Buffalo and Erie County Public Library

!!To protect your privacy, please remember to log out when you are finished. The Log Out button is at the top of the page.!!

Black holes and baby universes and other essays /

Main Author:
Format: Book
Language: English
Published: Bantam Books, 1993
Subjects:
Tags: Add Tag
No Tags, Be the first to tag this record!
View on New Catalog
Cover Image
Saved in:
SUMMARY

Readers worldwide have come to know the work of Stephen Hawking through his phenomenal million-copy hardcover best-sellerA Brief History of Time. Bantam is proud to present the paperback edition of Dr. Hawking's first new book since that event, a collection of fascinating and illuminating essays, and a remarkable interview broadcast by the BBC on Christmas Day, 1992. These fourteen pieces reveal Hawking variously as the scientist, the man, the concerned world citizen, and-always-the rigorous and imaginative thinker. Hawking's wit, directness of style, and absence of pomp characterize all of them, whether he is remembering his first experience at nursery school; calling for adequate education in science that will enable the public to play its part in making informed decisions on matters such as nuclear disarmament; exploring the origins of the future of the universe; or reflecting on the history ofA Brief History of Time. Black Holes and Baby Universesis an important work from one of the greatest minds of the twentieth century.


Review by Booklist Review

Last year saw the hawking of Hawking in the form of a biography by John Gribbin and Michael White, Stephen Hawking: A Life in Science , and a reader's companion to Hawking's Brief History of Time. Now we have a collection of 14 of the physicist's lectures and essays. Comercial considerations aside, this potpourri gives off the scent of black holes, hadrons, and imaginary time--a certain snare for the millions who bought Hawking's Brief History, and maybe even for those who only recognize his name. Hawking's forums range from an amiably eccentric BBC program that asks intellectuals what music they would take to a desert island (Hawking would take the Beatles' "Please Please Me" and Mozart's Requiem) to lecture halls filled with fellow physicists to what is perhaps his first writing for a general-interest publication, a 1977 issue of Scientific American. The collection also contains several new sketches concerning his youth and his degenerative neural disease. Optimistic as always, both about his personal tribulations and about the theoretical chances of discovering a unified physical theory, Hawking again meets his own goal of showing us scientific plebians that we "are not shut out of the really big questions." (Reviewed Aug. 1993)0553095234Gilbert Taylor

From Booklist, Copyright (c) American Library Association. Used with permission.
Review by Publisher's Weekly Review

In 14 pieces, the author of A Brief History of Time examines astrophysics, current events and his own life. (Oct.) (c) Copyright PWxyz, LLC. All rights reserved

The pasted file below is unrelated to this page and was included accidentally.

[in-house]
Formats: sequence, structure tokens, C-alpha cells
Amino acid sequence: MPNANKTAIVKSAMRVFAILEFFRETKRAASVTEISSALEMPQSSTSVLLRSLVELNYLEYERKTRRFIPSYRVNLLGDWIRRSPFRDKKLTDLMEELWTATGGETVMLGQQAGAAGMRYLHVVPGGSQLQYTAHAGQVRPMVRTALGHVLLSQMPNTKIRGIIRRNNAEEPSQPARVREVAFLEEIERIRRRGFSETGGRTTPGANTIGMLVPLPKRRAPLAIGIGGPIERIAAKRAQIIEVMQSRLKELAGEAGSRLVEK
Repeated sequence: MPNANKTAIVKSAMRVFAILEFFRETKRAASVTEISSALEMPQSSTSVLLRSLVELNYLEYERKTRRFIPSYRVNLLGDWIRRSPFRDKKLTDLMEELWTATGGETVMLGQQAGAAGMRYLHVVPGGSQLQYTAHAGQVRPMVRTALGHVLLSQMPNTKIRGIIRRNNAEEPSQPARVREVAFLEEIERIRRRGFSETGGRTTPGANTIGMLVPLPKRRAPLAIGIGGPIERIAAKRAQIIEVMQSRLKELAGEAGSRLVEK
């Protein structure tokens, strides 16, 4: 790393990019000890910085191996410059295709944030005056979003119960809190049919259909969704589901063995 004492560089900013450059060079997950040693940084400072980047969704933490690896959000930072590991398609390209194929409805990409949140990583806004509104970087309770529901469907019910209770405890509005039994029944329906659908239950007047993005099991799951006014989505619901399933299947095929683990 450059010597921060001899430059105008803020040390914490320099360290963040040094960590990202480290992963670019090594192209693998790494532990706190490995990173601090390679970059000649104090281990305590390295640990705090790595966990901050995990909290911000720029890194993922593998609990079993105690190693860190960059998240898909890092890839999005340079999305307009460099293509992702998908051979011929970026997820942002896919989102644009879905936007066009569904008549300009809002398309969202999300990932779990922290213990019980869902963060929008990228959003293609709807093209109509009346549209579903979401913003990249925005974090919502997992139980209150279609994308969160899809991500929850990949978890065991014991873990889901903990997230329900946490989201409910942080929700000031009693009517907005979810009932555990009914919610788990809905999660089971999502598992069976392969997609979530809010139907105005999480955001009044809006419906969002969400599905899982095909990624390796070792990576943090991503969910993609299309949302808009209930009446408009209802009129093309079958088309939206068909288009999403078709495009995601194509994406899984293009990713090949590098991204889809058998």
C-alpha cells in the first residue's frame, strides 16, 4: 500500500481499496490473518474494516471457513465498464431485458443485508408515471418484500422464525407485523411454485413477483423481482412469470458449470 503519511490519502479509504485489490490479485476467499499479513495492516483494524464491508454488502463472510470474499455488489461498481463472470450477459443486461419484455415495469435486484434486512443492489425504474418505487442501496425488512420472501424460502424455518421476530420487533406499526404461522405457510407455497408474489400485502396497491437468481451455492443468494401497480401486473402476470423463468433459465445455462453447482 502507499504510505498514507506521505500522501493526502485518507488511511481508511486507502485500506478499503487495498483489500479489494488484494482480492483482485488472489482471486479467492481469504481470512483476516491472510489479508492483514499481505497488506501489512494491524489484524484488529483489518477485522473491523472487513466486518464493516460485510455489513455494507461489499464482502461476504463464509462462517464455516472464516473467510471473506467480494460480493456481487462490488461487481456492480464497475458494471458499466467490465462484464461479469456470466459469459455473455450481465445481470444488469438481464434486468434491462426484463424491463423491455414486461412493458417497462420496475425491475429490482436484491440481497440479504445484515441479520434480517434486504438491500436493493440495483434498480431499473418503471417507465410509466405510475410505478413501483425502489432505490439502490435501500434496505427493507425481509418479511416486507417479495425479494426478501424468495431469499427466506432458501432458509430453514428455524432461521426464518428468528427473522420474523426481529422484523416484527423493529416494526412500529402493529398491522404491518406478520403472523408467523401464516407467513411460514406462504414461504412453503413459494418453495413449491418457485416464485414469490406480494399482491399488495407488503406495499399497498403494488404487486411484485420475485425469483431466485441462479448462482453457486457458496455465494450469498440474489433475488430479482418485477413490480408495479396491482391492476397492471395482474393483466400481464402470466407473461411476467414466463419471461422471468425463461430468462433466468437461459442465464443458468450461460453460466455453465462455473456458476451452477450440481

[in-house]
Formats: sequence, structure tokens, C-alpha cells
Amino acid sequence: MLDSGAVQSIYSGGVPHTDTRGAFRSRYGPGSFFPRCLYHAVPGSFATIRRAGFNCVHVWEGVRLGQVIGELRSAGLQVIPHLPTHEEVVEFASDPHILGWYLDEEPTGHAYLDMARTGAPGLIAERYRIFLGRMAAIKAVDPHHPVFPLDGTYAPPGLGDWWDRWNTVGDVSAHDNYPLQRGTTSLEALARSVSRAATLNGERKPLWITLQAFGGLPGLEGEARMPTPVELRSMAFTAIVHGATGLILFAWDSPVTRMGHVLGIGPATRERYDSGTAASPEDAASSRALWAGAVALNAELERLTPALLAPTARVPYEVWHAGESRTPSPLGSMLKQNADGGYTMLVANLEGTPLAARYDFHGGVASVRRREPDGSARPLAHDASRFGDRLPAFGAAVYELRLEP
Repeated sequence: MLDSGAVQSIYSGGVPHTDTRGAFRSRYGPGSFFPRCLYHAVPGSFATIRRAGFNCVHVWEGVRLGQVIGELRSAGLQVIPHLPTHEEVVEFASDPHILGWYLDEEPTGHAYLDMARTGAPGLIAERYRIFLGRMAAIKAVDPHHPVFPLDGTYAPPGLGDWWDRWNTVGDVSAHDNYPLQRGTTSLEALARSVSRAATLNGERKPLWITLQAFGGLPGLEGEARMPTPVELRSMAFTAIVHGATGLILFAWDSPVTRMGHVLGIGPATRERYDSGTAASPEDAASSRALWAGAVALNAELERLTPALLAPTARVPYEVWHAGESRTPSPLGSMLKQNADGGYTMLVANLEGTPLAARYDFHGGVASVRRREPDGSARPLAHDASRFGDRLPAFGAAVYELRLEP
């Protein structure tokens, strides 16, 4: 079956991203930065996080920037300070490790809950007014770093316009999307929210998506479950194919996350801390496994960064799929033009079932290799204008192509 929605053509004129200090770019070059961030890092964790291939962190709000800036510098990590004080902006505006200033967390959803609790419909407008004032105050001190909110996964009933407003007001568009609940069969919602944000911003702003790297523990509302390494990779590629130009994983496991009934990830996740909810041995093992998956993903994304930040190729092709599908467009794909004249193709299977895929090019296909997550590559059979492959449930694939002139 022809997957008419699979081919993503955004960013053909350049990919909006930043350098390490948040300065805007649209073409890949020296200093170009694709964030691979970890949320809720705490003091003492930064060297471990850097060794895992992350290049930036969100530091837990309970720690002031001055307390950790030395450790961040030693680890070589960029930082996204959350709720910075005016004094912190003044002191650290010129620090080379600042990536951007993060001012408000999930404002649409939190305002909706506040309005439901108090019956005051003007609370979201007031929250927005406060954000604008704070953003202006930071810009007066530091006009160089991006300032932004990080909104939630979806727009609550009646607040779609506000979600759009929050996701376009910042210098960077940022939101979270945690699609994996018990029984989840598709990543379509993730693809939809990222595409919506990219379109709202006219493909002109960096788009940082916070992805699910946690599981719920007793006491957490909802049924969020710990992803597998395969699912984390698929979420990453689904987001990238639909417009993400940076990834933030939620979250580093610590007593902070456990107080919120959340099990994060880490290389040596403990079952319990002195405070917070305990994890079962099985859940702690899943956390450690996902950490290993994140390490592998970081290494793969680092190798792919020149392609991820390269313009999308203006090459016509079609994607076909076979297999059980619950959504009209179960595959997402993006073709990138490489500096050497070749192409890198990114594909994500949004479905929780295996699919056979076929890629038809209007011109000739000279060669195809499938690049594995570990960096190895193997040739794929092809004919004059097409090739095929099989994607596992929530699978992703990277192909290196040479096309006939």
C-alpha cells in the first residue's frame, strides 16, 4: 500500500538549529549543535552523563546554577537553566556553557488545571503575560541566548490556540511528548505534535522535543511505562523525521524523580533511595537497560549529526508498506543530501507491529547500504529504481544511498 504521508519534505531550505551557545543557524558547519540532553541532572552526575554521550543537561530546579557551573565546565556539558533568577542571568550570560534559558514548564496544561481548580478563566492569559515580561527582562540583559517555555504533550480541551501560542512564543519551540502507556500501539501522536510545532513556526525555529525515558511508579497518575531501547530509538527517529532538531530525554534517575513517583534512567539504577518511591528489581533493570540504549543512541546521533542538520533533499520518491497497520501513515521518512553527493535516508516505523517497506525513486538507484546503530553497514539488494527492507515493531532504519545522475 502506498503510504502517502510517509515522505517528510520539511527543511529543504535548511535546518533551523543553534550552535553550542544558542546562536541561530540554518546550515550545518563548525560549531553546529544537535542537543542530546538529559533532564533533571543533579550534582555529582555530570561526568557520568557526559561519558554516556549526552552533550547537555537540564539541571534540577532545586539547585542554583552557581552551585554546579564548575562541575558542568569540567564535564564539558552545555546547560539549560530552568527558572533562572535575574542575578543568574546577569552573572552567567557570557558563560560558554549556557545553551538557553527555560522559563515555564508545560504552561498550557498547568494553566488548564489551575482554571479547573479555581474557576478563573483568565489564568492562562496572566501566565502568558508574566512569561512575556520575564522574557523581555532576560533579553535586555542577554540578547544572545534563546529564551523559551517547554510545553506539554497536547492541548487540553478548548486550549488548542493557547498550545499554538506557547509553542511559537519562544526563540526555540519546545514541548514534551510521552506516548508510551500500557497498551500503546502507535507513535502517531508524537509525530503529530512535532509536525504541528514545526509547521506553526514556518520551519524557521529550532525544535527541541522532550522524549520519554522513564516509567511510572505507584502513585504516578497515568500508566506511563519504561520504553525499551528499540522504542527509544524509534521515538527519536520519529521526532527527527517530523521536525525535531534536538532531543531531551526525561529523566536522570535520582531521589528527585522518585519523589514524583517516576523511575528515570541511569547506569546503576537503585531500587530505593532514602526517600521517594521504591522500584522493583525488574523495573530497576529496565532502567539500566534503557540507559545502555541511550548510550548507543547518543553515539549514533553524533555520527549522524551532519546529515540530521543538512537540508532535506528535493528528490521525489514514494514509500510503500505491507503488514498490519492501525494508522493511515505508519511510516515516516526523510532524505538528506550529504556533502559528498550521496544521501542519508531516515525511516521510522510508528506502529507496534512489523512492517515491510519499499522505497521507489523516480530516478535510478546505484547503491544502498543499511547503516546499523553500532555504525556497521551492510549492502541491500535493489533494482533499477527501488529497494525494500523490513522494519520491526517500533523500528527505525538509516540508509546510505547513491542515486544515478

(c) Copyright PWxyz, LLC. All rights reserved
Review by Library Journal Review

Hawking is quite probably the most admired and recognizable figure in science today. His A Brief History of Time ( LJ 4/15/88) was a surprise best seller that stimulated a public fascination with this man who, although stricken with a debilitating neurological disease, is widely regarded as the most brilliant theoretical physicist since Einstein. This new collection of essays and lectures will no doubt attract a large readership, but it is somewhat unbalanced. The biographical pieces are digressive and not particularly enlightening. Most pointless is the concluding piece, an interview in which Hawking expounds upon the eight records he would want if he were shipwrecked on a desert island. The scientific essays are much stronger and offer insight into a variety of cutting-edge issues in contemporary physics, though much of what is presented can be found in Brief History . Readers interested in Hawking's life are better advised to read John Gribbin and Michael White's Stephen Hawking: A Life in Science ( LJ 5/1/92). Previewed in Prepub Alert, LJ 6/15/93.-- Gregg Sapp, Montana State Univ. Libs., Bozeman (c) Copyright 2010. Library Journals LLC, a wholly owned subsidiary of Media Source, Inc. No redistribution permitted.

(c) Copyright Library Journals LLC, a wholly owned subsidiary of Media Source, Inc. No redistribution permitted.
AUTHOR NOTES

Stephen William Hawking was born in Oxford, England on January 8, 1942. He received a first class honors degree in natural science from Oxford University and a Ph.D. from Cambridge University. He was a theoretical physicist and has held the post of Lucasian Professor of Mathematics at Cambridge University from 1982 until his death. In 1974, he was elected a Fellow of the Royal Society, the world's oldest scientific organization.

In 1963, he learned he had amyotrophic lateral sclerosis, a neuromuscular wasting disease also known as Lou Gehrig's disease. The disease confined him to a wheelchair and reduced his bodily control to the flexing of a finger and voluntary eye movements, but left his mental faculties untouched. He became a leader in exploring gravity and the properties of black holes.

He wrote numerous books including A Brief History of Time: From the Big Bang to Black Holes, Black Holes and Baby Universes, On the Shoulders of Giants, A Briefer History of Time, The Universe in a Nutshell, and The Grand Design. In 1982, he was named a commander of the British Empire. A film about his life, The Theory of Everything, was released in 2014 and was based on his first wife Jane Hawking's book Traveling to Infinity: My Life with Stephen. He died on March 14, 2018 at the age of 76.

(Bowker Author Biography)


Similar Items